We always thought we would have kids. We started trying when we believed we were ready. A month went by, then two months, six months, a year. Nothing happened.

Something was wrong, but nobody could tell us what - and they still can't to this day. We tried IVF three times but our results were not good. We were devastated.

Eighteen months after our last IVF cycle, we knew we would not be having our own children. And, somehow, we have moved to a life that is much different to the one we thought we'd have.

This blog is about what we do now we know we won't be having children - the thoughts, dreams, realities, sorrows, and joys that have become our new life path.

I hope you will enjoy what I will be sharing, and I hope that if you are at the point where life without children is a reality for you, that you might find some hope and inspiration here.

Monday, November 24, 2014

An unwanted child...

There has been a story in the news this past week about a woman in Sydney, Australia, who dumped her newborn baby boy into a drain pipe. She intentionally dropped him into the drain, where there was a 2.5 metre drop, expecting that the fall would kill him. The baby survived for six days (nobody knows how!) and was rescued after passing cyclists heard his cries. He has been taken to hospital and is reportedly stable.

The “mother” is being charged with attempted murder – and yet it seems has been allowed to name the baby.

The Department of Family and Community Services has said the act was one of desperation.

I know I don’t know the facts and maybe I’m being overly unsympathetic – but there is no justification, no circumstance, and no level of desperation that makes what this woman did anything but evil. I know there are such things as postnatal depression, but what she did – which was premeditated and with full understanding that the baby would likely die – is inexcusable.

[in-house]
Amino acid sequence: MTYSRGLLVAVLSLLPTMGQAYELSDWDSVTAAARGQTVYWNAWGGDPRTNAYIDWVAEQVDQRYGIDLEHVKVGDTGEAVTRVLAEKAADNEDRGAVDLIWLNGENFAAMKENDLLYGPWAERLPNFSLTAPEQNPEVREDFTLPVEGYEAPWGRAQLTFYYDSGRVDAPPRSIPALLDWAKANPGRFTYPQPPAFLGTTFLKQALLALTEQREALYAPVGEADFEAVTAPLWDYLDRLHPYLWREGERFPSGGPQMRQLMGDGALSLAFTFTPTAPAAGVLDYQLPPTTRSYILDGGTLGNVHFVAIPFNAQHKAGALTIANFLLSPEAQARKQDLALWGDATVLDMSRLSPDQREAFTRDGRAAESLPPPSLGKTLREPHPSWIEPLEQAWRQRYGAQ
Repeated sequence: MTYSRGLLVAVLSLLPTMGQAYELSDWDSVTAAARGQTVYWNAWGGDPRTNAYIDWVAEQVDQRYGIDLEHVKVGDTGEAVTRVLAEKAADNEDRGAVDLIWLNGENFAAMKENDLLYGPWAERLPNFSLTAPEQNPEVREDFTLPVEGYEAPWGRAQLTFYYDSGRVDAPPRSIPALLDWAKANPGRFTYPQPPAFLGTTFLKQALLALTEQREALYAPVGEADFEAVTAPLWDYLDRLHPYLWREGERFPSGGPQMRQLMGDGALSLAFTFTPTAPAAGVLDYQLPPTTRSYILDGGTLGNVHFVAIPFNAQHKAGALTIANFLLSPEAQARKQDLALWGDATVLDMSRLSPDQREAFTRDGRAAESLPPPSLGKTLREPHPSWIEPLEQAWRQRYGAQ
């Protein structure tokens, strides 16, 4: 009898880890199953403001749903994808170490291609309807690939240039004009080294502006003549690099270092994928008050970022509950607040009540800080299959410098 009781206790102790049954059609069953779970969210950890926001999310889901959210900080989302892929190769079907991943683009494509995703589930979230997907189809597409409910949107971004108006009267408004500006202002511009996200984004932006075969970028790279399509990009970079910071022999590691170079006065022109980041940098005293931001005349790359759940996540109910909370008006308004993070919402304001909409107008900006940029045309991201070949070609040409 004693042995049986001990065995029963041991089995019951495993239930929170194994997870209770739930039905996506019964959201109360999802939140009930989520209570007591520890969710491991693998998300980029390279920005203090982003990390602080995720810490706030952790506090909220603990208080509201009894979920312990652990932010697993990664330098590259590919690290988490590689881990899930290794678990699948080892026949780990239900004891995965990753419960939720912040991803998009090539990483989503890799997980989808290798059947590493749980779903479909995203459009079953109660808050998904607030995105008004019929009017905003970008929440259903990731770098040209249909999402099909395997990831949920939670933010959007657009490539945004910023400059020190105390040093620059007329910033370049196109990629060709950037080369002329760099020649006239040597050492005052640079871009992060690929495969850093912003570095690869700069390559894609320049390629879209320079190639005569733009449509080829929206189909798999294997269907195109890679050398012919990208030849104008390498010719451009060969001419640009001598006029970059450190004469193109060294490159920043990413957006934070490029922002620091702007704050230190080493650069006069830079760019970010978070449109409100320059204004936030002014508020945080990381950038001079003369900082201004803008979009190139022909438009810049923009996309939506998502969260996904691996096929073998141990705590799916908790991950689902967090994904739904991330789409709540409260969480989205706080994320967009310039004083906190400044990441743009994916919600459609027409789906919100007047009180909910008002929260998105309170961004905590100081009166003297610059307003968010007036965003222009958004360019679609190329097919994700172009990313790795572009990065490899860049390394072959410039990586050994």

You only have to look at the location of the drain and the structure of the drain to know that this was not a spur of the moment, impulsive act. She had to go to the drain which is quite isolated off a major road. Once there it would not have been easy to put the baby into the drain given that its entry was low down and quite small.

Why, why, why can someone like this have a baby and I can’t?

Most of the time, now, I am okay with not having a baby. I have a good life and I pursue all sorts of interesting things and I spend amazing times with the children we have in our lives. Then something like this comes about and I cry for hours wondering whether there is any fairness in the world at all.

And why should she have any right, whatsoever, to name this tiny, precious, baby boy?


Got any answers?

I didn’t think so.

New Story from Sydney Morning Herald

Thursday, November 13, 2014

Don't tell Hugo...

My parents have jetted off to New Zealand for a bus tour around both of the beautiful islands that make up that country. I am somewhat jealous!

Before they left Mum said to Hugo that they would send him a postcard. He thought about this and suggested that perhaps they could put a postcard in a bottle, and then lower the bottle down to the ocean using a rope so it didn’t break, and then the bottle would float here to Adelaide. Mum and Dad are going on a boat tour for a day, but recently Hugo went to New Zealand and went on a cruise ship, and therefore he believes everyone who goes to New Zealand must be going on a ship.

Obviously putting a bottle in the water in New Zealand doesn’t guarantee it will float to the shores of Australia (although you never know!), and that Hugo will be down at the beach at the exact moment it arrived (again, you never know!).

Mum and I believe in letting children have the joys of imagination and adventure and letting them believe in things that might not be real. Some people may think this is “lying” to children, but some of my best memories from childhood are those that I now know my parents, or other adults, set up for me to have some magic in my childhood days. To me the effort they went to is a show of love.